How to write content for Google

Search engine optimisation (SEO) is the process of affecting a website’s visibility to search engines, like Google, so that it ranks well in search results. The higher a website ranks, the more likely it will generate traffic.

For a website to be well optimised, several factors come into play (clean code, inbound links, etc.), but as an SEO copywriter, I work with the words. 

In this article I outline how I write Google-friendly website content. I welcome your thoughts, so please leave your comments at the end.

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Key words

Key words are words or phrases that prospects type when looking for  your products or services in search engines. For every page I write, I usually identify  2-3 key words that are relevant and unique. I never use the same key words on every page because this will only dilute the effect. The idea is to direct prospects to a specific page with specific words that are relevant to their needs and then speak to them directly in the copy.

When choosing key words, make sure they are buying terms. By this I mean words or phrases that a prospect would use when they actually want to buy your products or services, not just inquire about them. For example, I’m an SEO copywriter, so it would be better to use SEO copywriter as a key word rather than SEO copywriting. Do you see the difference?

How to know which key words to use

A simple way to identify key words is by using Google Adwords key word tool. It’s is free and allows you to see which words people are using in the regions that you operate. It also shows how many searches are made per month compared to how much competition there is for that word or phrase. Rule of thumb: I usually choose the words that have high use but don’t have too much competition — go where the traffic isn’t!

For key word ideas you can check out your competition. Go to their website,  right-click  on a page and then click “view page source.” You’ll be able to see what key words they use.

Writing website content

Once I have chosen the key words, it’s time to include them in the content. Not so long ago, SEOs would pick a key word and use it relentlessly throughout a website. At the time this strategy would increase inbound traffic.  The result, though,  was poor content that, quite frankly, wasn’t worth reading.

Thankfully, Google got wise to this, as well as other black-hat strategies, and took action with a number of updates to their algorithm, which included the Panda and Penguin updates. 

Don’t over use your key words; Google will punish you! Use key words sparingly on each page   (perhaps 3-4 times ). The best places to put them are in the headings, particularly the H1 heading and near the beginning of the text. Whatever you do, it’s important that your content reads naturally and isn’t contrived. The reader is more important than the search engine..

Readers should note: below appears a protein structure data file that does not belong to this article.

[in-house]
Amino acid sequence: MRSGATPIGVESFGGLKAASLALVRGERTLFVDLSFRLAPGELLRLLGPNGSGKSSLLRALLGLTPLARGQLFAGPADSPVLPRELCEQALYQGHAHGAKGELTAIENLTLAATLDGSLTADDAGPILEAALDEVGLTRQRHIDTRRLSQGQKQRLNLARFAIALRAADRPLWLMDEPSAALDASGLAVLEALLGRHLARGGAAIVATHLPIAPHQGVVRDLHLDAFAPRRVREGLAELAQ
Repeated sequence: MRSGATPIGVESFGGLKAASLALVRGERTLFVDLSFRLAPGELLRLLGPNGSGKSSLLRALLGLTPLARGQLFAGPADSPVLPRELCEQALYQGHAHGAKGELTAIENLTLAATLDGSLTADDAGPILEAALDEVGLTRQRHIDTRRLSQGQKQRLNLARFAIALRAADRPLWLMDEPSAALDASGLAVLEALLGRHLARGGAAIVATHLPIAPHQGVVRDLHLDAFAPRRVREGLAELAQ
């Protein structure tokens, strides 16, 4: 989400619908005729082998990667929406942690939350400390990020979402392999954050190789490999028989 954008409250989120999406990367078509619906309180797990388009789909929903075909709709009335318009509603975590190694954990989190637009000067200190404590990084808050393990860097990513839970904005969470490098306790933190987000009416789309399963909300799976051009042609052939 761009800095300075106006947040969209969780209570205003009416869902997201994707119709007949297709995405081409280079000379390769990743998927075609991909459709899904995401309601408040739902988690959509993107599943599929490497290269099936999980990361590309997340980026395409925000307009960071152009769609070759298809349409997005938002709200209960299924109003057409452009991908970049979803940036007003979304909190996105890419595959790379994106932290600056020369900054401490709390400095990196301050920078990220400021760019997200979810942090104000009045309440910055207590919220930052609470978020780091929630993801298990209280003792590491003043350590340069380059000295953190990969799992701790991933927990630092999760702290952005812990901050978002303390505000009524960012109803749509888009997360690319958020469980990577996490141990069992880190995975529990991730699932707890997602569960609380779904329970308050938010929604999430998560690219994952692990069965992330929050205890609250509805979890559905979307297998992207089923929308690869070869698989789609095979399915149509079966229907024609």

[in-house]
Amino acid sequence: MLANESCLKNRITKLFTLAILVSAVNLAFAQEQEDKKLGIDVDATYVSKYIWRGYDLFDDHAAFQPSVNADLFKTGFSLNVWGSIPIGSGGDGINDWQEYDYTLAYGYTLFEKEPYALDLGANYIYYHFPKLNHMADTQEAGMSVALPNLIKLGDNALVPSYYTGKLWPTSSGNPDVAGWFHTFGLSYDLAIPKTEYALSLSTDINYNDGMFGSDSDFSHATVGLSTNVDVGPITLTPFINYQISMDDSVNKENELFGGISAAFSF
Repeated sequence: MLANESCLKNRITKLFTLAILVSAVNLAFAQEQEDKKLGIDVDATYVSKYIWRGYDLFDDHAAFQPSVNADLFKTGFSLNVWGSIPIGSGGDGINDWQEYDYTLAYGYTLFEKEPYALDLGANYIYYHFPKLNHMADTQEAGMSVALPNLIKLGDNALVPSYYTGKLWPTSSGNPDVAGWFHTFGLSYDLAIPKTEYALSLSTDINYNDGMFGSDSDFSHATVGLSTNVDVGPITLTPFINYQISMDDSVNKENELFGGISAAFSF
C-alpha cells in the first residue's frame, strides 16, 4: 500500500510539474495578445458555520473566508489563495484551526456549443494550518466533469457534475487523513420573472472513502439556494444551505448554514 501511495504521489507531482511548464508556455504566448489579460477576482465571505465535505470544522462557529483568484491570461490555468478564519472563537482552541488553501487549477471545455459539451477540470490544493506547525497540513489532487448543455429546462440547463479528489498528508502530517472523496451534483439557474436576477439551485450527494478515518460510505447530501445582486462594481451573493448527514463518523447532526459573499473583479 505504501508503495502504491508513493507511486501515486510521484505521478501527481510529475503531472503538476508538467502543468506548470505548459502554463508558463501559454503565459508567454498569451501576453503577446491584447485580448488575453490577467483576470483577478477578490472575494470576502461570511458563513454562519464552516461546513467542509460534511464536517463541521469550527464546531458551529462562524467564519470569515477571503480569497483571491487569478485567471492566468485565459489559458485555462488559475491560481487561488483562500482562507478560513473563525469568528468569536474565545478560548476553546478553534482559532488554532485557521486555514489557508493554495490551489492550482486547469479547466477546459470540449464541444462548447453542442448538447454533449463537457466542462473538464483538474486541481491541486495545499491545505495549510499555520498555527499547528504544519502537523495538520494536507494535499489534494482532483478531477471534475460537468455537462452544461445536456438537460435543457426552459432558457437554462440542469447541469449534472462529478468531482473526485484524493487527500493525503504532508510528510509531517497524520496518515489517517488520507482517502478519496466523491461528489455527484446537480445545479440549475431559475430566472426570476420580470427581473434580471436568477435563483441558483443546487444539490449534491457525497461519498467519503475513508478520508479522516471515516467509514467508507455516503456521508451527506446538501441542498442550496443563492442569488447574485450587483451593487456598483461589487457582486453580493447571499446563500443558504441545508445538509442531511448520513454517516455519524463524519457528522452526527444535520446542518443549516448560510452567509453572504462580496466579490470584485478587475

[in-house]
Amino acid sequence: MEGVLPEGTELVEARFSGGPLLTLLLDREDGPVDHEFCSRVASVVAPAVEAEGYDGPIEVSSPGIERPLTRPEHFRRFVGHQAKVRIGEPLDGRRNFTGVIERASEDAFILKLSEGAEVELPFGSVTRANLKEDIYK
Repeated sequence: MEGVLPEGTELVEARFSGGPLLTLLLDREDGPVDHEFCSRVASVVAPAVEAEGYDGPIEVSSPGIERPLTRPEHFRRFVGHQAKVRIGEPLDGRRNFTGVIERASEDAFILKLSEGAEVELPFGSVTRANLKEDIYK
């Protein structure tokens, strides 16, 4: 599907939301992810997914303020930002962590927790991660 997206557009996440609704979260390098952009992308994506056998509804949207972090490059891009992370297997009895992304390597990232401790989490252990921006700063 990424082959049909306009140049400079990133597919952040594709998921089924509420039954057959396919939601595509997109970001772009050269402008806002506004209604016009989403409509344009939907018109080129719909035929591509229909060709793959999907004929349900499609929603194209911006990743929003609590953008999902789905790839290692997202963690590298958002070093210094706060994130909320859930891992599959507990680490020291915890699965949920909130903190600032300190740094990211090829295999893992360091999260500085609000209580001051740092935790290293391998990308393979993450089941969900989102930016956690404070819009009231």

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Title tags and meta descriptions

One of the most important places to put your key words is in the title tags. Title tags are the headings that show up in Google searches. Every title tag should be unique to each page and should be no more than  65 characters including spaces.

A meta description appears under the title tag and explains what the page is all about. For this reason it should be written in a persuasive way. If you don’t write a meta description, Google will just take the first part of the text on your page, which isn’t always ideal.  Though you don’t need to include key words in meta descriptions for SEO, I usually do. This is because, if a prospect has searched for a specific key word, then that word will display in bolt type in the search result. Meta descriptions should be no more than 150 characters without spaces.

An example of a title tag and a meta description for a hypothetical plumbing-supplies company:

Title tag: Sink fittings and tapware, Wellington, New Zealand

Meta description: We’re a plumbing-supplies company based in Wellington, New Zealand. Visit our site to learn about our great deals and service. 

SEO copywriting is a balancing act between producing content for people as well as search engines. It’s a challenge, but a lot of fun.

 

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